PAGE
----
When the San Antonio Spurs announced that Kawhi Leonard would be missing an indefinite amount of time due to right quad tendinopathy in September, many expected the team to start the season struggling. Some even conjectured that if Leonard missed a prolonged portion of the season that the Spurs could be fighting for a playoff spot late in the season.
The Spurs, however, currently sit third in the Western Conference after winning 17 of their first 25 games despite complications extending Leonard’s rehab.
There are many factors that determine whether a basketball team wins or loses, some harder to quantify and identify than others, meaning that there are many factors that have contributed to the Spurs’ strong start to the season. Undeniably, though, one of the greatest factors has been the play of LaMarcus Aldridge. So far this season, Aldridge is averaging 22.6 points, 8.0 rebounds, and 2.2 assists in 33.3 minutes for what has been easily his best season in San Antonio so far.
With Leonard expected to return soon, many have wondered if Aldridge will be able to continue playing at the level he has to start the season once Leonard is on the court again, and there is reason to believe he will.
With Leonard on the floor, Aldridge’s usage rate will drop from the 28.9% it currently sits at, but with Aldridge shooting at an increased effective field goal percentage (up from 48.8% last season to 52.2% this season) it would be a mistake for the Spurs to decrease Aldridge’s touches to what they were last season, or even the season before. Part of the reason for this increase in efficiency is that Aldridge is taking arguably better shots this season than he did either of the previous two seasons. According to CleaningTheGlass, Aldridge is shooting almost 10% less of his total shots from long mid-range, the least efficient shot in basketball. Aldridge has been more adept at drawing fouls this season as well, earning free throws on 14.1% of all shots he takes, the highest mark in his career. This increased free throw rate is a result of Aldridge taking a higher percentage of his shots at the rim this season compared to last.
Aldridge is also taking a higher percentage of his shots from three-point range, attempting twice as many threes this season than he did last season. Aldridge being more willing to shoot threes makes the Leonard-Aldridge pick-and-roll more diverse as it opens up options for what Aldridge does after he sets the pick and requires opposing teams to respect him shooting from long range.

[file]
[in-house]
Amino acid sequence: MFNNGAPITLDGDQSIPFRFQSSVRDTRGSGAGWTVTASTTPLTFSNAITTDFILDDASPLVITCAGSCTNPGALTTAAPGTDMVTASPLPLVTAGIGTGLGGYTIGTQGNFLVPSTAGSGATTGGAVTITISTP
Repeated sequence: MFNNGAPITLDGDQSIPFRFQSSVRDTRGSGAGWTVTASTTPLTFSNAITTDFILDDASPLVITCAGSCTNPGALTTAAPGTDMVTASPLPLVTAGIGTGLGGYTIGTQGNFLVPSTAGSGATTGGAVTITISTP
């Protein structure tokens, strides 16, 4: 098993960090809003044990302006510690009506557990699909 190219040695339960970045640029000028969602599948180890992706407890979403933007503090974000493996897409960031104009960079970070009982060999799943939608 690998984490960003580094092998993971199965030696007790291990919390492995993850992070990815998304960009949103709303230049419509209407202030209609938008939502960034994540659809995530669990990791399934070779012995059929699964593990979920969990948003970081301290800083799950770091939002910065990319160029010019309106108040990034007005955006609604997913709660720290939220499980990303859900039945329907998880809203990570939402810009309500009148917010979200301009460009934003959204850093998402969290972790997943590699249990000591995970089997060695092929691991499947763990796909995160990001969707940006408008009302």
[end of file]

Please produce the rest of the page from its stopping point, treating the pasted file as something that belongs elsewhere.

This season, Aldridge has been particularly skillful at finding open teammates on the perimeter when opposing teams send double-teams at him in the post. The Spurs are shooting 18.2% better on corner threes when he is on the court than when he is on the bench. The pressure that he has been putting on opposing defenses this season has certainly created open looks for the Spurs’ outside shooters, and when Leonard, a long-range threat in his own right, returns, defenses will be forced to make concessions.
Ultimately, while Aldridge’s counting stats are up, it has been his aggression in getting to the rim and attacking the offensive glass, as well as a willingness to shoot more from long distance, that has opened up a multitude of offensive opportunities for him so far this season.
There is no reason for those opportunities to disappear when Leonard returns to the court. While Aldridge may see a dip in points-per-game, an MVP-caliber Kawhi Leonard playing next to Aldridge, who seems to have found his rhythm in San Antonio, will only make the squad stronger.
Yearly averages obtained from stats.nba.com, all other stats from CleaningTheGlass.com
The 1st game against the Warriors last year, I believe Aldridge had 28 points, given that Leonard had 22 before he went out, I don’t see an issue with the 2 of them, once they start playing together.